Nagging Consistency in Black Panther 15

By Ryan Desaulniers

This article contains SPOILERS. If you haven’t read the issue yet, proceed at your own risk!

All comic series are, in their own way, their own brand, and with a brand comes the idea of offering consistency in the same way that you expect a Big Mac to taste like a Big Mac, no matter where the McDonald’s is. So Spider-Man makes quips and deals with great responsibility, Batman broods, Deadpool makes pop culture references. We expect it. And while creative team changes in long-running series may offer variety, some hallmarks generally remain.  Fifteen issues into the Ta-Nehisi Coates run of Black Panther, the consistencies are starting to wear on me as a reader. Continue reading

Ms. Marvel 18

Today, Spencer and Ryan M. are discussing Ms. Marvel 18, originally released May 10th, 2017. As always, this article contains SPOILERS.

Spencer: Supporting characters exist, well, to support — to highlight and contrast the protagonist’s various personality traits. Even when supporting characters deal with trauma and plot twists of their own, creators and readers alike have a tendency to only think of those events in terms of how they effect the protagonist. I’ll admit that I’d been thinking that way of Bruno Carrelli, the (former?) best friend of Kamala Khan, after everything he’d gone through in the Civil War II tie-ins; my number one concern was whether he and Kamala would ever be able to repair their relationship. Writer G. Willow Wilson shines the spotlight on Bruno in Ms. Marvel 18, and by doing so, gently reminds her readers that Bruno is his own man with his own unique struggles that are worth considering and empathizing with. Continue reading

Black Panther 11

Alternating Currents: Black Panther 11, Drew and Ryan D

Today, Drew and Ryan D. are discussing Black Panther 11, originally released February 22nd, 2017. As always, this article contains SPOILERS.

Drew: Comics is a medium of juxtaposition. We derive meaning from seeing two images next to one another, understanding some causal link that only exists in our minds. The magic, then, is crafting those images such that the reader can piece together the causality in a natural, intuitive way. That includes both the content of the images and the arrangement of those images on the page, which is remarkably complex. Indeed, in his seminal Understanding Comics, Scott McCloud points out that arranging panels is so complex “that even seasoned pros will sometimes blow it.” While the clarity issues in Black Panther 11 have more to do with content than layouts, I feel this sentiment is particularly apt, as the issue was drawn by not just one, but a veritable army of seasoned artists. It’s odd to argue that this artistic team failed to make this issue clear, but I’m afraid that’s really the lynchpin upon which all of this issue’s problems turn. Continue reading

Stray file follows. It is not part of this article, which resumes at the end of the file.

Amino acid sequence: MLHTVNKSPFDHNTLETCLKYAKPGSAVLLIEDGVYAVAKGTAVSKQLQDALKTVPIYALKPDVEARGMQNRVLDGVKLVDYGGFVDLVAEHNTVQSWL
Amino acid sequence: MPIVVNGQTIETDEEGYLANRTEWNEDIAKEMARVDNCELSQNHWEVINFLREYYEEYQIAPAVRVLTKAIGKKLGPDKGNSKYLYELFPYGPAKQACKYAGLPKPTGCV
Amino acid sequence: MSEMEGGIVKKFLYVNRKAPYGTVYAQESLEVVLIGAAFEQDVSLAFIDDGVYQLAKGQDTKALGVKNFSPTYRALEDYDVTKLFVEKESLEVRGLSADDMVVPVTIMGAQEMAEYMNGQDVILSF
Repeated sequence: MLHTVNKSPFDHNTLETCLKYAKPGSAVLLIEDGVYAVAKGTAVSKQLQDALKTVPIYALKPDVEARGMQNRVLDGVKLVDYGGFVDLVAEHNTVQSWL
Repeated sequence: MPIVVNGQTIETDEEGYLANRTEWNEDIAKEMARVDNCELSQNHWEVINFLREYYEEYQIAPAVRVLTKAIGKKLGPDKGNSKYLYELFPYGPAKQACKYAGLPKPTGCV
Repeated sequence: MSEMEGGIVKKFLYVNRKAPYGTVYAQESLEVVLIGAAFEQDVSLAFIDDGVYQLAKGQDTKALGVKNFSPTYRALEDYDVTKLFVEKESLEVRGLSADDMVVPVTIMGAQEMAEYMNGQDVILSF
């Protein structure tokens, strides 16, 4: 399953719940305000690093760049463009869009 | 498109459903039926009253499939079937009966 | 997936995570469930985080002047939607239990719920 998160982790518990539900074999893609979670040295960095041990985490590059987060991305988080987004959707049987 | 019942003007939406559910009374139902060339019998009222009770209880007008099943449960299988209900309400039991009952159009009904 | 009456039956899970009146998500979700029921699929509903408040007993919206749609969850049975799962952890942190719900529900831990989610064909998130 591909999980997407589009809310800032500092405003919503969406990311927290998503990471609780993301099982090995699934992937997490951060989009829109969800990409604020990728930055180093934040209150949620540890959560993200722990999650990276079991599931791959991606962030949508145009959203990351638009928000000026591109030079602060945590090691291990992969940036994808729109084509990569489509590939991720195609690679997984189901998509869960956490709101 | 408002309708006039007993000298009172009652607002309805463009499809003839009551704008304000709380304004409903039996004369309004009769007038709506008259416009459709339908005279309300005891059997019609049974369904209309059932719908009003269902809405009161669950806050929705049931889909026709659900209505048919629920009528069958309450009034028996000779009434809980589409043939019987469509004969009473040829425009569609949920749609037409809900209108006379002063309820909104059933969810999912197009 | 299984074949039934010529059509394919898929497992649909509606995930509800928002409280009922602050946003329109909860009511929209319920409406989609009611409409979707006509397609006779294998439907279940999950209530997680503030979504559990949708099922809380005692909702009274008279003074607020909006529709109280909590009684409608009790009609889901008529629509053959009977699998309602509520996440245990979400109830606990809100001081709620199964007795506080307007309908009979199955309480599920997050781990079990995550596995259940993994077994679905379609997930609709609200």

Black Panther World of Wakanda 1


world-of-wakanda-1Today, Ryan D. and Patrick are discussing
Black Panther: World of Wakanda 1, originally released November 9th, 2016. As always, this article contains SPOILERS.

Ryan D: Max Landis wised me up to “narrative potential” in a video from a while ago, but ever since then I can’t help but notice when a topic just screams with possibilities. This is the gift which is being presented to the collaborators of the new series Black Panther:World of Wakanda. Spinning directly off of Ta’Nehisi Coates’s current, ambitious run with the titular character, this series promises to flesh out the vibrant, complicated African nation in a way that will supplement the overarching story being told. While Wakanda may be the world’s most developed and advanced society — at once reaching forward as a progressive power-house and at the same time sitting comfortably in its heritage — it is also a nation recoiling from siege and tragedy. The opening chapter of World of Wakanda shows us two different glimpses into the prelude which lead to the current Wakanda read in the comics, one of a particular volatility, and thus far I think one of these two narrative paths is a much more gratifying path to follow.